Appellant and Markman remained in Virginia for several days, staying with friends and appellant's father. Appellant continued to drive White's Jeep, which he held out as his own. While staying with Larry Overstreet and Kimberly Stultz, Markman corroborated appellant's story that they bought the Jeep from Markman's friend in Pennsylvania. At the Overstreet residence, Markman retrieved White's camera from the Jeep and they all took pictures of each other - Markman stated she bought the camera from the same woman who sold them the Jeep. Overstreet and Stultz recalled seeing scratches on Markman's neck, which Markman explained were from a dog. Stultz gave Markman the phone number of a pawn shop, and the shop owner testified he gave Markman $90 and a pawn ticket for the camera. Markman asked Stultz for cleaning supplies because "the Jeep smelled bad, like somebody had a dead animal in [it]." N.T. Trial, 10/29/01, Vol. III, at 501. Markman also told Stultz that appellant had been seeing another woman, and if she ever met this other woman, she would "whoop her ass." Id., at 494. Another friend, Nina Jo Fields, testified that during the couple's visit to her home, Markman told her appellant had been cheating on her, but that she "[didn't] have to worry about the damn bitch anymore, [because she] took care of it." N.T. Trial, 10/26/01, Vol. II, at 322, 351.

After White's parents filed a missing persons report, the authorities tracked her Jeep to appellant's location in Virginia. Deputy Brian Vaughan of the Franklin County Sheriff's office in Virginia went to the house to question appellant and Markman about the Jeep and White's whereabouts. When he saw the Jeep in the driveway, he ran the license plate number, which traced back to the Toyota Leasing Corporation.

Markman and appellant came to the door to greet Deputy Vaughan. Deputy Vaughan questioned them separately in his patrol car about the Jeep. Appellant, who was questioned first, told Deputy Vaughan he called White to ask her to console him about his dog, which had just died. Appellant said White never arrived at the trailer, and he subsequently left with Markman for Virginia. He claimed a friend loaned him the Jeep.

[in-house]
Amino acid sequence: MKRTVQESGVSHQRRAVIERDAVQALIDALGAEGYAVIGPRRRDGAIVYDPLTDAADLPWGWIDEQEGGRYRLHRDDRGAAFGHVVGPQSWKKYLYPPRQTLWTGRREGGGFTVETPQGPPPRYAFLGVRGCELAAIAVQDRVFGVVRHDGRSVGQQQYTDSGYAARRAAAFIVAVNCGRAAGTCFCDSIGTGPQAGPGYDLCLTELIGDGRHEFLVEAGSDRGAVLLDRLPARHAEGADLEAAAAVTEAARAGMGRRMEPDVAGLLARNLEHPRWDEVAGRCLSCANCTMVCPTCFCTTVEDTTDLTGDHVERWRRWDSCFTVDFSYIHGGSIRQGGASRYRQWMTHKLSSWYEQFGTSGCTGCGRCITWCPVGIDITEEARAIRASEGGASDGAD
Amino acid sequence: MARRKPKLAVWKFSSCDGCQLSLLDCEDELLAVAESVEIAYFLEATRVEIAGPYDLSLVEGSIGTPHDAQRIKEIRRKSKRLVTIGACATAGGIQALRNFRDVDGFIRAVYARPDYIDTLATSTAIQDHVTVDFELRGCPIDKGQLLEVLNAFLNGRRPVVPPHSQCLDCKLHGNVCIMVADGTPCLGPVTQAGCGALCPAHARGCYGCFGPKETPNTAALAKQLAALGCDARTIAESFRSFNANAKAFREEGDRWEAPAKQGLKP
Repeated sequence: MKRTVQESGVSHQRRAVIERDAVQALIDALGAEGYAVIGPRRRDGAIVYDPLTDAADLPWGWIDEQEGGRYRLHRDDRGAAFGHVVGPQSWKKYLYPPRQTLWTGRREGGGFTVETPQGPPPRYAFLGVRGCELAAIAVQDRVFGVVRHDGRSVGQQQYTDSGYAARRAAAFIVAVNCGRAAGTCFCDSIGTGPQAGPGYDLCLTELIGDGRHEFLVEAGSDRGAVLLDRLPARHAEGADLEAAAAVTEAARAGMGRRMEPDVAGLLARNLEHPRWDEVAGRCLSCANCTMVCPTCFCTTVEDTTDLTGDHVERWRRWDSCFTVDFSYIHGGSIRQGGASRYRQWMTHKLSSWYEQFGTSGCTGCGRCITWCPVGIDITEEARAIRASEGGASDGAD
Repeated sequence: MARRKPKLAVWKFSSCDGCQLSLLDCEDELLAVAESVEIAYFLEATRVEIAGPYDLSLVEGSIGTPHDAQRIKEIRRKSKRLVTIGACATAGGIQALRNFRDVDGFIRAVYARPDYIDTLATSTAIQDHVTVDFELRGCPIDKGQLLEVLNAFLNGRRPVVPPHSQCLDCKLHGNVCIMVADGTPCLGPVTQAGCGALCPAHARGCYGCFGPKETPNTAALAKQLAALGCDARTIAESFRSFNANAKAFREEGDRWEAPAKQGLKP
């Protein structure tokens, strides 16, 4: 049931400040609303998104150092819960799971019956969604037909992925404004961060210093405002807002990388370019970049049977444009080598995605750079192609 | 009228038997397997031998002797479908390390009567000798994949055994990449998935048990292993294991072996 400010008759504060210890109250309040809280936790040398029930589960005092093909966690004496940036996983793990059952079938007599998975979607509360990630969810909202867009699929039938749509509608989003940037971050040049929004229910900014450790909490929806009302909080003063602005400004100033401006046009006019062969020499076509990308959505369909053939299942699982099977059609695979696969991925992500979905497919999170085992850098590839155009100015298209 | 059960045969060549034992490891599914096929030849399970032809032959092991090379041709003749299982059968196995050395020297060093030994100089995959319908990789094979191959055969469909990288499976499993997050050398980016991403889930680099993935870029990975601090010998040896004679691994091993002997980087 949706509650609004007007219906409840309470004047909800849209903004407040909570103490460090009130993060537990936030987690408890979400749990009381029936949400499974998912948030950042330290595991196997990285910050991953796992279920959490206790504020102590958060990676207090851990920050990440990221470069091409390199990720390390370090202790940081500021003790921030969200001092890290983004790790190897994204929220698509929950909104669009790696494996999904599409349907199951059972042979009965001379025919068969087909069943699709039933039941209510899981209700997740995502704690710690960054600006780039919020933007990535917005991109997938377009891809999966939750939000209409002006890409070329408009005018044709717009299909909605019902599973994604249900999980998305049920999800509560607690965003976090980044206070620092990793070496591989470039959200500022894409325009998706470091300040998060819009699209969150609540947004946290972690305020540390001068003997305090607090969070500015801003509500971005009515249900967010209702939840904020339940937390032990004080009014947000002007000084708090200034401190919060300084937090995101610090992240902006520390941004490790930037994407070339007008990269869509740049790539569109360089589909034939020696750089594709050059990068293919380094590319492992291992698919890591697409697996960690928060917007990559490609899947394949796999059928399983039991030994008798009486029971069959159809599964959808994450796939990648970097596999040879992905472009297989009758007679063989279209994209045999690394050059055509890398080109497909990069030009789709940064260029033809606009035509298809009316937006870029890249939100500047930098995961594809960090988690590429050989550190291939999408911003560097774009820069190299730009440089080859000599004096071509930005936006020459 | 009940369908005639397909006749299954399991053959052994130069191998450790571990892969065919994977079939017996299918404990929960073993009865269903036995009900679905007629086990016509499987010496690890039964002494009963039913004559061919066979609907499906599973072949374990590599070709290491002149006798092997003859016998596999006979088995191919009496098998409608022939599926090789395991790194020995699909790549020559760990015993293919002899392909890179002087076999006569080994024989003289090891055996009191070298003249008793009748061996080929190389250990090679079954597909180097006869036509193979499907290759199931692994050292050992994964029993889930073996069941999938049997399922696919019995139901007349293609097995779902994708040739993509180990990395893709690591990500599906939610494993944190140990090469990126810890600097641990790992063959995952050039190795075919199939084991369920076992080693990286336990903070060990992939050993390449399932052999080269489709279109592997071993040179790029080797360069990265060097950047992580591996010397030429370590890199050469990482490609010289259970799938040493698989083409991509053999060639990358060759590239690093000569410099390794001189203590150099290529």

Subsequently, Markman voluntarily entered the patrol car and explained to Deputy Vaughan she had only seen White once, but had had several phone conversations with her. She denied knowledge of White's whereabouts, but indicated White had a bad relationship with her parents, suggesting she had run away. Markman denied knowing how appellant acquired the Jeep, and admitted driving separate cars to Virginia. When Deputy Vaughan asked Markman if she was afraid of appellant, she said she was not; rather, she admitted she had a violent temper, and appellant often had to restrain her from attacking him. She said she provoked appellant in the past and had thrown things at him, but appellant never assaulted or threatened her.

Following the police visit, appellant and Markman drove back to the property where they left White's body; there they abandoned the Jeep. Despite the couple's efforts to conceal the evidence, the police soon discovered the Jeep, as well as White's partially-decomposed body in the trunk of the abandoned car - the body was still bound, gagged, and wrapped in the canvas tent. Appellant's fingerprints were found on the car's trunk lid and license plate, a compact disc recovered from the Jeep, the Jeep's hatch, and other evidence recovered from the scene. Markman's fingerprints were found on a potato chip bag retrieved from the Jeep, and the Jeep's passenger door and rear hatch. Subsequent analysis revealed Markman's DNA under White's fingernails.